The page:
platitudinous


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Related to platitudinous: unequivocally
References in periodicals archive ?
More than 1,000 environmentalist and leftist groups signed a post-conference petition entitled "The Future We Don't Want," a play on The Future We Want, the platitudinous document that diplomats from 188 nations agreed on there.
Although workers were often sceptical about Soviet ideology, they were influenced by platitudinous propaganda about the supremacy of the working class, etc.
After 10 days of fruitless negotiations, the Rio summit produced 'The Future We Want' - a hefty tome of platitudinous blather.
My recent experience has been that these conversations can next go one of two ways: The person mentions clergy sex abuse or makes a platitudinous statement about Catholics.
He has a few insights, but they are largely platitudinous and could readily have been boiled down to an extended magazine commentary.
The report's endorsement of broadly accepted, almost platitudinous reform principles, coupled with unsupported and possibly counterproductive recommendations, renders the report of little value in improving the quality of principals.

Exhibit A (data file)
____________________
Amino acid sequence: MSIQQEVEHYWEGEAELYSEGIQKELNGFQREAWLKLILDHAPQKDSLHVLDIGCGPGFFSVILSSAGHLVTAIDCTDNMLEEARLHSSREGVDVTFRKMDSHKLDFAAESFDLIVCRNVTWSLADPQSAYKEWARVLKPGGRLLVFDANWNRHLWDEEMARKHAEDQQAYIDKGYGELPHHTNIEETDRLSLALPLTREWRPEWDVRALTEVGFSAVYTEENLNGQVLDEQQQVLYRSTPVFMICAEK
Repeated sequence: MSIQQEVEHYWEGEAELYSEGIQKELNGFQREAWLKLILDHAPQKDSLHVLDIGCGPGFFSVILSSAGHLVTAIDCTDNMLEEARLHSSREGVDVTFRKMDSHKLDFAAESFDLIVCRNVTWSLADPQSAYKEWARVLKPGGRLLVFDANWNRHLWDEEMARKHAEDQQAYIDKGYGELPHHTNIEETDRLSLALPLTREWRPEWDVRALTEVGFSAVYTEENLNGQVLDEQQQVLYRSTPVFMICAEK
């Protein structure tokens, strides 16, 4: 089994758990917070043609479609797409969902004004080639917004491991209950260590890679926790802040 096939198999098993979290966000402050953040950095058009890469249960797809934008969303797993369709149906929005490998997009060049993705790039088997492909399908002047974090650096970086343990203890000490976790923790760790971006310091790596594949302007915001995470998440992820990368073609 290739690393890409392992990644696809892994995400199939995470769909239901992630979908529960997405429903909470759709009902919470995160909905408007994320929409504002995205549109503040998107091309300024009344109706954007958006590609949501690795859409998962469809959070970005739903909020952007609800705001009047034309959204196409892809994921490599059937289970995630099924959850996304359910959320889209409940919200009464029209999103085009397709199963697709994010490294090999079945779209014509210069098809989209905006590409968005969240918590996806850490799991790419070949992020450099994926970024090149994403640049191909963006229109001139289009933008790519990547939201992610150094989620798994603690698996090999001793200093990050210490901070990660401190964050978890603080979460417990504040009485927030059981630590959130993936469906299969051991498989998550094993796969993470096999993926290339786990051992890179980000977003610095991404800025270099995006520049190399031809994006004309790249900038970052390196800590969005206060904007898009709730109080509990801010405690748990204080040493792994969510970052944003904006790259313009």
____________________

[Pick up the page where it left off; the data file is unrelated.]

Of course we do have naive and platitudinous things in our daily lives and that is very accepted.
But his popularity among more orthodox Catholics is immense and growing, and taken all in all, his feisty editorializing is a badly needed counter-balance to the dreary platitudinous blandness that is the hallmark of so much of the official Church-speak that we routinely hear and read.
I do disagree with one of Palmer's propositions, and this disagreement points toward a chief cause of the platitudinous quality that makes most of his essay dull reading: "In my view, the cognitive approach is the basis of all the others.
In response, Benjamin calls, in fairly platitudinous terms, for "a classical secondary school we could love," where teaching would be related "to living values of the present.
The discussion may transcend platitudinous adjectives into what makes a particular voice truly compelling.
Moreover, I suggested, almost 13 years ago, that the SEC require by rule that proxy statements contain an essay from each board candidate explaining why he adds value to, and would be a good director for, that board--on the hope that such a required essay might contain not "vision statements" or similar platitudinous vapor but, instead, an election plea based on the candidate's personal and professional competencies ("Two Modest Proposals," Winter 1998).